I was 19 when I married Stephen. He turned 20 the next day. So, ya know, we were, like, mature and all (is that me popping my gum?). Prior to meeting him I had spent about 18 months being more of a party girl than I care to admit. I've always had a very low tolerance for alcohol. So when the weekly 2-3 nights of partying led to my being able to consume two drinks a night, I was a little concerned about the direction of my life. (For context, I can start feeling the effects of alcohol within 1-2 sips.)
Enter my high school buddy, Deb. She had gotten pregnant and then married within a year of graduation. Her husband immediately went in the Navy. I don't recall ever seeing him again, and it didn't take long for her to stop talking about him. After the baby was a few months old, Deb and I headed down to the Naval Training Center (NTC) to check out the clubs where, rumor had it, we wouldn't be carded.
Not only weren't we carded, the ratio of guys to girls was something like 10/1. We were as happy to see them as they were to see us. Somewhere in that night, Stephen and I met. Deb met a guy, too. The four of us went to the peninsula at Point Loma and watched the sun rise. It was a nice time, fun and kind of free, but nobody was making out or anything like that.
Stephen took my number. The first time he called, he left a message for "Sharon." There was never any amazing, wonderful love between us, but we got on well. He was willing to talk about all the same stuff I liked to talk about, plus we both loved dancing. That was the basis of our relationship. The conversation when we said we loved one another started off like this (in the bed of a pick-up truck as we headed back to his base one night):
Him: "I think I might be falling in love with you."
Me: "Get back to me when you're sure."
I don't even remember how it ended.
Stephen and I suffered many miscarriages. By the time I got pregnant with Corey, it was more by sheer determination than even affection. Halfway through my pregnancy, I knew the marriage was over, but it was too soon to leave. Things got progressively worse between us, but four days after Corey was born, I agreed to move the family to Oklahoma, where Stephen's family lived. It was either that, which would allow me to stay home with the baby, or stay in San Diego but return to work and let Stephen stay home with him. By that time, he'd been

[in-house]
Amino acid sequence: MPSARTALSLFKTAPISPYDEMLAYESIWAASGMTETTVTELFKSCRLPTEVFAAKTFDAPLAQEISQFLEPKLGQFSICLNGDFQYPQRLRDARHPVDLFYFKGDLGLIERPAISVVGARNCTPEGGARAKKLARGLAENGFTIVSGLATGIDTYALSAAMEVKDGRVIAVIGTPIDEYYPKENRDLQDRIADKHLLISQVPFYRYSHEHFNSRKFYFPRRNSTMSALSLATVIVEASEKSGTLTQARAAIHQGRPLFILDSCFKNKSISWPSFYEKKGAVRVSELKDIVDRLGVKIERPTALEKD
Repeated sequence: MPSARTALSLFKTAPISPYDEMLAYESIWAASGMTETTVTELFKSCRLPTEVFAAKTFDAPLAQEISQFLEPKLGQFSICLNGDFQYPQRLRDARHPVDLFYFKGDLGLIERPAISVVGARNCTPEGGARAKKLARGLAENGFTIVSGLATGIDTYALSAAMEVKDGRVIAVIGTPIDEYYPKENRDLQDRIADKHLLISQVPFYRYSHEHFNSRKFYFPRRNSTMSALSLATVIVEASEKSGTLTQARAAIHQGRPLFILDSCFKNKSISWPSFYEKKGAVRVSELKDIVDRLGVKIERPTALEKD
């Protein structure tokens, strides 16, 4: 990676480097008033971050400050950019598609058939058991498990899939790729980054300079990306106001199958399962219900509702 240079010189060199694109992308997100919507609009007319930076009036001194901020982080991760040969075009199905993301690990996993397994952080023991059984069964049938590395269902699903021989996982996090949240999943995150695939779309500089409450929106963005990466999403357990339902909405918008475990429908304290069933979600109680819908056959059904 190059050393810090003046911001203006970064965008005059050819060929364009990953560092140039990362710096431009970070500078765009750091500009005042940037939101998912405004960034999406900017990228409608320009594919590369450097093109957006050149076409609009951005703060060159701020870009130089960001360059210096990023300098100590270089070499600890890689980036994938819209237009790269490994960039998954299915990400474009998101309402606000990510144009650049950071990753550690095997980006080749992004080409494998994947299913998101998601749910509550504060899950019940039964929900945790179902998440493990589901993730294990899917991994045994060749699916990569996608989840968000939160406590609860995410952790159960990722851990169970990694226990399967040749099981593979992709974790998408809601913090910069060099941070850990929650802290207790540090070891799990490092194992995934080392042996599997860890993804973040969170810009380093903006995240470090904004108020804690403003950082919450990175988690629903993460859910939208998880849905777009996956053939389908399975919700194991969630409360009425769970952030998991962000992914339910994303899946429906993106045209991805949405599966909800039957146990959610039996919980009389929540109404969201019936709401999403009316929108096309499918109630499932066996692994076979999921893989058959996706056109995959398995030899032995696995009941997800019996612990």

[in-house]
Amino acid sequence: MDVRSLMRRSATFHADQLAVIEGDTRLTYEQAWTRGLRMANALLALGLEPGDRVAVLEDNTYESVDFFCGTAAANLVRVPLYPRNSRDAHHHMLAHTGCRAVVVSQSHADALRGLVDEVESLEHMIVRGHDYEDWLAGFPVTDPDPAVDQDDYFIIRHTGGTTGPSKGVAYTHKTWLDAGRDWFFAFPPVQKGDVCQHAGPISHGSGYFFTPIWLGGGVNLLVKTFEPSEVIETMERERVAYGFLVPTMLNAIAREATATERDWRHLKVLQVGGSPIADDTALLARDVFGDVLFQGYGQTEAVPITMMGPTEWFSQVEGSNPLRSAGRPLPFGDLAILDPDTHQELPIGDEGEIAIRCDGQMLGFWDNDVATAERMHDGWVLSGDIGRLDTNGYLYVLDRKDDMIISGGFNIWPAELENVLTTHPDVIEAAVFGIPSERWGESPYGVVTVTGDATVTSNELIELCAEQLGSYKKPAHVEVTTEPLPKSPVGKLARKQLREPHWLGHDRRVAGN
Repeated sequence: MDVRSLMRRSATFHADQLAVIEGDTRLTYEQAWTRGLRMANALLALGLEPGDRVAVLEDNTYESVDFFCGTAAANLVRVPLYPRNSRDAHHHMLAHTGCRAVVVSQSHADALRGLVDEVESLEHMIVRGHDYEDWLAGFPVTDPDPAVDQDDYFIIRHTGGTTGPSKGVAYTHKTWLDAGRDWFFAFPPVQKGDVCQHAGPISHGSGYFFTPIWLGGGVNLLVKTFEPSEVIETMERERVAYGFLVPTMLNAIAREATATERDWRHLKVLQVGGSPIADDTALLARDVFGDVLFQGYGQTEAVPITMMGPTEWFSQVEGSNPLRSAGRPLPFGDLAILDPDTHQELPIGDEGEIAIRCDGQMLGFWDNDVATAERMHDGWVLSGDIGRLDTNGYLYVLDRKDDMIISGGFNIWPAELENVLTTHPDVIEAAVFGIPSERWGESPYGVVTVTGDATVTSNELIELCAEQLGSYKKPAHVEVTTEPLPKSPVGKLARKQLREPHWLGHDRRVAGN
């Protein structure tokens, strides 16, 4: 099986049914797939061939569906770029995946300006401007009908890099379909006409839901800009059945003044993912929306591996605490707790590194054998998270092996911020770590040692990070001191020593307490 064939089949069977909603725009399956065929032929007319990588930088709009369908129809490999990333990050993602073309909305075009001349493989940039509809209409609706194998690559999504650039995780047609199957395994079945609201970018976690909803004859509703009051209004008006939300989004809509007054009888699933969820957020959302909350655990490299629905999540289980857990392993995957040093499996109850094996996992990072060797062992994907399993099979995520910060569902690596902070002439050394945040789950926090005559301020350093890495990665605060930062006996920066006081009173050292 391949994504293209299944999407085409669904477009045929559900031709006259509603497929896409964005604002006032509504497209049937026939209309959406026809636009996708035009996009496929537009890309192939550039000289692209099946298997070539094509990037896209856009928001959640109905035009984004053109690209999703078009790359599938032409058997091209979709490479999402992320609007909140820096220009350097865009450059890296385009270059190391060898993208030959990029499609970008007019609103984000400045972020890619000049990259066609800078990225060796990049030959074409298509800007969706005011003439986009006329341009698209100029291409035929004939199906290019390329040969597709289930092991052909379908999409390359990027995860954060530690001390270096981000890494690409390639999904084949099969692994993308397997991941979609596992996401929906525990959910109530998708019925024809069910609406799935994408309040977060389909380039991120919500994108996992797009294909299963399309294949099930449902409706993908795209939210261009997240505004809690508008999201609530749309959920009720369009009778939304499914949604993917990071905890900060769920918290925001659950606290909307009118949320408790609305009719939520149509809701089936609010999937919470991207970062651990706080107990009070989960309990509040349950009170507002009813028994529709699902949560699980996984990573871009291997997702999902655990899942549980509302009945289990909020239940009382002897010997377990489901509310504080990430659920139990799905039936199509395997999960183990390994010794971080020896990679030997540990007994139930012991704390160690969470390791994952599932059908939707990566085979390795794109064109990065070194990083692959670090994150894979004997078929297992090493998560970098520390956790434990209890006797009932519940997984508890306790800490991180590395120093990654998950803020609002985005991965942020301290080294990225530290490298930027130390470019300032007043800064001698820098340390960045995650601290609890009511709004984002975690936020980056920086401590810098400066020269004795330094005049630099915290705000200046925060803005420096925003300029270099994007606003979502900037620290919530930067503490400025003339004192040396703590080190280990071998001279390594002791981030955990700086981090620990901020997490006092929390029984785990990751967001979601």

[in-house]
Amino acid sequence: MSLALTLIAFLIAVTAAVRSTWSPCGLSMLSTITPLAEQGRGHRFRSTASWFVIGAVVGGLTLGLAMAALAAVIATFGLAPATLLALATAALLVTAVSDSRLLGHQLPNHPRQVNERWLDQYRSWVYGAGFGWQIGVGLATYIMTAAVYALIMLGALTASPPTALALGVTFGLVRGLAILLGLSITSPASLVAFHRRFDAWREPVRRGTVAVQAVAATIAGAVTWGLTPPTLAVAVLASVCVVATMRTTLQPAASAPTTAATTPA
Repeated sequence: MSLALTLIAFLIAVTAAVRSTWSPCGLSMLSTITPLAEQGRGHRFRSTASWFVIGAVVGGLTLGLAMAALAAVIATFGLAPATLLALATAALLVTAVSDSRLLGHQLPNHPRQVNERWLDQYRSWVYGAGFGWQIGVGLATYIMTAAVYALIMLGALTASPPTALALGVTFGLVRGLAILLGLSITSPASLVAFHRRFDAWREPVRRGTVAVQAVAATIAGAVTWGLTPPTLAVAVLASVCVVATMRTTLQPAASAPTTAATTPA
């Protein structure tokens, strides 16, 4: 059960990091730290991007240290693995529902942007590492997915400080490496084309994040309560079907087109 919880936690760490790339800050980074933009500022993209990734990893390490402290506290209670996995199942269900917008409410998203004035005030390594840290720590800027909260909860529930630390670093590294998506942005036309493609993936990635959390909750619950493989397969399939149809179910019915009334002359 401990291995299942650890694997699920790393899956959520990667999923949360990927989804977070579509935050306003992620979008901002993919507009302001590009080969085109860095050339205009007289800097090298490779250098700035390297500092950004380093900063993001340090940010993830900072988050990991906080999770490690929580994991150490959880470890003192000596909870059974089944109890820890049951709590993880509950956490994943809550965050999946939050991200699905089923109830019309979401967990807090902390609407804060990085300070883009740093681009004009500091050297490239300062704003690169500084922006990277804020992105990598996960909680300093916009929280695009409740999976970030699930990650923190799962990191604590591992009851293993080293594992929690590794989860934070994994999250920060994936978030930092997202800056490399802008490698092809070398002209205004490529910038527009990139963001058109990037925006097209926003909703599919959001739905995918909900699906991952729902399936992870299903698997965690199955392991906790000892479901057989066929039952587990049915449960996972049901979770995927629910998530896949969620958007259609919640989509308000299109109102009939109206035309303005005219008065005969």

Making that move was the first time I truly sacrificed anything in my life, and it was for my son. We moved from our perfect little apartment half a block from the beach and 90 minutes from my family to Enid, Oklahoma. To say I was devastated doesn't really express how hard I took it. We arrived when Corey was seven weeks old; Corey and I left eight and a half months later, when my dad and two brothers came to get us.
During the Oklahoma sentence, Corey and I spent a month visiting my baby sister in Alabama. It was supposed to be a two week visit, but Stephen spent the money for our return trip partying with his friends. His parents sent me the ticket and offered to have us go straight back to California, but I guess everything wasn't finished between us yet, so we returned to Enid.
Going back did one thing for me, which was let me know that I was not making a rash decision in leaving. We were being evicted from our apartment for non-payment and for the wild parties that required police to break up. Stephen and I started off agreeing to divorce. I was just about giddy with relief that he was letting me take Corey back to California without a fight.